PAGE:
A survey of preoperative blood tests in primary open-angle glaucoma patients versus cataract surgery patients


Cohen LP, Wong J, Jiwani AZ, Greenstein SH, Brauner SC, Chen SC, Turalba AV, Chen TC, Shen L, Rhee DJ, Wiggs JL, Kang JH, Loomis S, Pasquale LR. A survey of preoperative blood tests in primary open-angle glaucoma patients versus cataract surgery patients. Digit J Ophthalmol 2014;20(2):20-8.

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PURPOSE: To investigate biomarker differences in routine preoperative blood tests performed on primary open-angle glaucoma (POAG) case and control patients presenting for anterior segment eye surgery. METHODS: POAG cases and age-related cataract surgery patients (controls) who underwent anterior segment surgery at Massachusetts Eye and Ear from January 2009 through March 2012 were identified by retrospective record review. Patients with diabetes mellitus, secondary glaucoma, and cataract due to trauma or steroid exposure were excluded. Data on demographic features, preoperative ophthalmological and medical diagnosis, blood pressure, anthropometric measures, basic metabolic panel, and complete blood count were extracted from the medical records. Univariate differences in lab values between POAG cases and controls were assessed using unpaired t tests. Multivariate logistic regression analysis was completed to determine the independent associations of biomarkers with POAG. RESULTS: A total of 150 cases and 150 age-related controls were included. In multivariate analysis, higher AG was inversely associated with POAG (odds ratio [OR] = 0.90; 95% confidence interval [CI], 0.80-1.00), and higher Cl- level was positively associated with POAG (OR = 1.15; 95% CI, 1.02-1.29). The lower AG in POAG patients could be explained by higher IgG levels as the available data in post hoc analysis showed a nonsignificant trend toward higher IgG in cases compared to controls (17 vs 23; 1142 ± 284 mg/dl vs 1028 ± 291 mg/dl; P = 0.22). Furthermore, in multivariable analysis, a higher red blood cell count was also associated with POAG (OR = 1.91; 95% CI, 1.11-3.28). CONCLUSIONS: Patients with POAG presenting for anterior segment surgery had a lower AG compared to age-related cataract surgery patients. The etiology of this reduced gap is unclear but the possible contribution of IgG warrants further exploration. The etiology of higher red blood cell counts in POAG cases is unknown and deserves further exploration.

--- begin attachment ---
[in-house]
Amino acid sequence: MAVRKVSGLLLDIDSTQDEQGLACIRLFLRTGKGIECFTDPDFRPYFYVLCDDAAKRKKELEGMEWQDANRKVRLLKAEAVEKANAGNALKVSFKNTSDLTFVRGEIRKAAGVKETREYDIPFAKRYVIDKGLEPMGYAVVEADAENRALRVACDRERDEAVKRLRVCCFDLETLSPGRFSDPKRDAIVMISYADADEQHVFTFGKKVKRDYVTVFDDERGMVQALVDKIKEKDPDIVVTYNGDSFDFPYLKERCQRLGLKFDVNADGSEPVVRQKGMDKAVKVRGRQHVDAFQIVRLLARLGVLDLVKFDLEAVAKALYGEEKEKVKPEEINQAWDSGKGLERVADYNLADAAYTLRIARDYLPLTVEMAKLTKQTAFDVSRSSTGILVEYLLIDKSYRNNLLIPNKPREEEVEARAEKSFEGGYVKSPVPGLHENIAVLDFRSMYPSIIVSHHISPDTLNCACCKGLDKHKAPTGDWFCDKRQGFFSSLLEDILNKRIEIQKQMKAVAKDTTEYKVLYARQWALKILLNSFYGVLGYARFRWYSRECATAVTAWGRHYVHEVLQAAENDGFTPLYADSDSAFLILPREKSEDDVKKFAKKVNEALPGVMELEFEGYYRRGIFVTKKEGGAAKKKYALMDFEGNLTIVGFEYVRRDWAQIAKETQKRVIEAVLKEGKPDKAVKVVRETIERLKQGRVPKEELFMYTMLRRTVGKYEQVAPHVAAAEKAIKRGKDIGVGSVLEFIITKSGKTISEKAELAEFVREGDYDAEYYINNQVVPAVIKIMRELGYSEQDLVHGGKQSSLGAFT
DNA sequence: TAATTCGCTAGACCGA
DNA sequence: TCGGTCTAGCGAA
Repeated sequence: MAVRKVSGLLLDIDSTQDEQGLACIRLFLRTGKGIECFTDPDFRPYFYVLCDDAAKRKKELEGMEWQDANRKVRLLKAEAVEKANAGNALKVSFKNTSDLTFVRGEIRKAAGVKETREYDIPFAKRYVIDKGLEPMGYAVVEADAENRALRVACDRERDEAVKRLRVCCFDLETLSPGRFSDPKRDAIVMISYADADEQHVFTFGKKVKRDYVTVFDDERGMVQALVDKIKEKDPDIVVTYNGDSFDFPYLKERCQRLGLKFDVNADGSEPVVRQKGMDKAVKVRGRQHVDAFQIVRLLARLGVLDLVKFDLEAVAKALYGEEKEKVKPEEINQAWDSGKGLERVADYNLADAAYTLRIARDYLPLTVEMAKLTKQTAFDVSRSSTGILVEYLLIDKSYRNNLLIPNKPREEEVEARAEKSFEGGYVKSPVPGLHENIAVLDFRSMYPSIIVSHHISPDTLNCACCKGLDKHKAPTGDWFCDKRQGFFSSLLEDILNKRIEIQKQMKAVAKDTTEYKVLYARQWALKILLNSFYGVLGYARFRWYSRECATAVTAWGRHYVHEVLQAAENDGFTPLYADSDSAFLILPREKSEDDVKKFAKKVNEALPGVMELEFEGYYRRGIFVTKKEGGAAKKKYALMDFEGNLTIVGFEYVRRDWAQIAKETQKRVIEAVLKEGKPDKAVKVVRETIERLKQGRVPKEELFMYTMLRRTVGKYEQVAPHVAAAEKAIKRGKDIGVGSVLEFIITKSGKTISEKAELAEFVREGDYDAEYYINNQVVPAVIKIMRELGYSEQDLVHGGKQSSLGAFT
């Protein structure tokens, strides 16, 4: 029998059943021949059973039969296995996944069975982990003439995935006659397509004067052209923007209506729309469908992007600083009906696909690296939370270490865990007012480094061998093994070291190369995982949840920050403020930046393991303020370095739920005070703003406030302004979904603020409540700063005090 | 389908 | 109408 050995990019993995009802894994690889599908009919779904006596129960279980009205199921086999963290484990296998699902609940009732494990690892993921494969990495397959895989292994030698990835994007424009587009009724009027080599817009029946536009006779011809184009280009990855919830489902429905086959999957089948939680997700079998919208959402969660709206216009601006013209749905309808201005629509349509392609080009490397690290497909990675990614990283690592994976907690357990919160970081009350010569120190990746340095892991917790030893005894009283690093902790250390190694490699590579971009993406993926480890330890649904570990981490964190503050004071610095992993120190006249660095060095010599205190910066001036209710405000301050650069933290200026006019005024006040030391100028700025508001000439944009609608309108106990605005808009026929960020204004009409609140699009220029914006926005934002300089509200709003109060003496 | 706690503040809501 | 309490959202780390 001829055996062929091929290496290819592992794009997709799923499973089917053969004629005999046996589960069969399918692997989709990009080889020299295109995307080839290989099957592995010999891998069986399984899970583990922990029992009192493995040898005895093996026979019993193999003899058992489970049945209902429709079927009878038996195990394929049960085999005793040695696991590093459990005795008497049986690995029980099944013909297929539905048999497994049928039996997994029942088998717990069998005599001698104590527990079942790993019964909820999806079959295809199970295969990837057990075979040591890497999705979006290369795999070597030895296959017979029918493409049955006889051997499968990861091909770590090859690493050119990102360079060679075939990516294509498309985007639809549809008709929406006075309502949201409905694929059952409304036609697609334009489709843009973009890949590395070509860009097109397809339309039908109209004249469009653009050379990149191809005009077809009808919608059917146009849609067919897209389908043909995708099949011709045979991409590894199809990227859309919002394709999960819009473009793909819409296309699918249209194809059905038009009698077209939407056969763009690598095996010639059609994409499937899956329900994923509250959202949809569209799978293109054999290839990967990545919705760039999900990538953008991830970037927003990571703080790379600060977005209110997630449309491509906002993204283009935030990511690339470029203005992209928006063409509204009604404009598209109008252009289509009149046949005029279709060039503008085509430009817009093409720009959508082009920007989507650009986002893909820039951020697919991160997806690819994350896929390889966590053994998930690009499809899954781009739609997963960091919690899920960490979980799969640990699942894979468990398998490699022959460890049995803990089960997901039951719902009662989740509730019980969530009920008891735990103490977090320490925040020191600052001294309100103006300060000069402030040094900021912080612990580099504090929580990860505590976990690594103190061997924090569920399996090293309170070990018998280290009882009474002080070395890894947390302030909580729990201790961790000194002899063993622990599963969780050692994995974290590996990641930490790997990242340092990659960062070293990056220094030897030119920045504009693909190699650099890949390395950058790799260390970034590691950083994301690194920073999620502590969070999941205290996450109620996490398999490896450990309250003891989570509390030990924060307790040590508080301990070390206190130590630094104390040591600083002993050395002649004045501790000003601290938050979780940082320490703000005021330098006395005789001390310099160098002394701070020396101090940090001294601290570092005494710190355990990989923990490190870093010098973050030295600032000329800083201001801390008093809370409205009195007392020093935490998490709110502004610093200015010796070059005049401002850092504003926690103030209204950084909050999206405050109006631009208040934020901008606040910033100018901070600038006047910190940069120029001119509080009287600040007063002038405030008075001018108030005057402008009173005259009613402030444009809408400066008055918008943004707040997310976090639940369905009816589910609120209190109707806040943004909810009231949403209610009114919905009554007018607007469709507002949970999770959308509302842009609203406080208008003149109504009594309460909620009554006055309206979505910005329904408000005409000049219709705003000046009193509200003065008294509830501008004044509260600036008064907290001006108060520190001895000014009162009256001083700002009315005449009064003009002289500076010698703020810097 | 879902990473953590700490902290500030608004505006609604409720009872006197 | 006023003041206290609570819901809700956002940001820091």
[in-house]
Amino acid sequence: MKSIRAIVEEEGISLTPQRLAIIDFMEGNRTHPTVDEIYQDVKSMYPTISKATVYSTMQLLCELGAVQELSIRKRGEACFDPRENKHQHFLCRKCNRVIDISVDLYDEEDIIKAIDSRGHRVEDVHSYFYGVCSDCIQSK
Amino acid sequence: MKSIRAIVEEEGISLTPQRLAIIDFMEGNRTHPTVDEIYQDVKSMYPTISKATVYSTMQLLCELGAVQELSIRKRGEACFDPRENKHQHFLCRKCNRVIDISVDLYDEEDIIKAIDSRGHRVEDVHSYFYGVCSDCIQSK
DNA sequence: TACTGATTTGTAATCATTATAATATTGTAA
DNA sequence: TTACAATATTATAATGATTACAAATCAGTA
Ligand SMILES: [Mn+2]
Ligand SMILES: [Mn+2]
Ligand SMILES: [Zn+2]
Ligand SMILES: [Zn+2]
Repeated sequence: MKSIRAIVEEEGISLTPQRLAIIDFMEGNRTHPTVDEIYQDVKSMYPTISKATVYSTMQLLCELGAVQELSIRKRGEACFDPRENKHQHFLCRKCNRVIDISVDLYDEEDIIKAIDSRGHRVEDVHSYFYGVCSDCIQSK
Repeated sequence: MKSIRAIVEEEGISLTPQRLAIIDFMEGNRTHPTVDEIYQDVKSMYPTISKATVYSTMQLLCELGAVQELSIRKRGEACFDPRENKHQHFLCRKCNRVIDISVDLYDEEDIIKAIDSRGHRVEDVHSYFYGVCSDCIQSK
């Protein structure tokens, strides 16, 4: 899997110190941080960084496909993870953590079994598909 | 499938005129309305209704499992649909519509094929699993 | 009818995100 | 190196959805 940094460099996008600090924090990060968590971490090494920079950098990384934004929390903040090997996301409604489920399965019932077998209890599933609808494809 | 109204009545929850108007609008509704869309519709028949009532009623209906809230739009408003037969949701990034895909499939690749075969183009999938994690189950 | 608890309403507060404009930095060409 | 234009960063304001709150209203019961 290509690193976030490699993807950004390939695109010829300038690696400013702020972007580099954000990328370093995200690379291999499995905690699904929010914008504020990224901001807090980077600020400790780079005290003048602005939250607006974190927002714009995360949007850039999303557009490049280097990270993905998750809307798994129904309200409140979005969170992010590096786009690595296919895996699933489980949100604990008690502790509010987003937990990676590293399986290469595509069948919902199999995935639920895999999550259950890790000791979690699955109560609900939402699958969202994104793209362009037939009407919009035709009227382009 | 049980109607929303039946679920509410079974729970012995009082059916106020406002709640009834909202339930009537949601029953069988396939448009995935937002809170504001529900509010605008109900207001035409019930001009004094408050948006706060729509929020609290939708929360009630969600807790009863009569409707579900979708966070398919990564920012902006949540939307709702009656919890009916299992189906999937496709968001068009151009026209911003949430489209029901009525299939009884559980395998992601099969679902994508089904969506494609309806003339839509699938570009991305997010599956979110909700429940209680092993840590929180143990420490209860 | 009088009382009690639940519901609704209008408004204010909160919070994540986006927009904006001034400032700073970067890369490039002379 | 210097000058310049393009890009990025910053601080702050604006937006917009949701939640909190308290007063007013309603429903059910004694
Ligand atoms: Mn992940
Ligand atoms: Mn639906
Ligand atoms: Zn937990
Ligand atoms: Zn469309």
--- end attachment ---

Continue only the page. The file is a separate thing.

See also: Glaucoma, June 2014, All, 2014
Last updated on 11/12/2018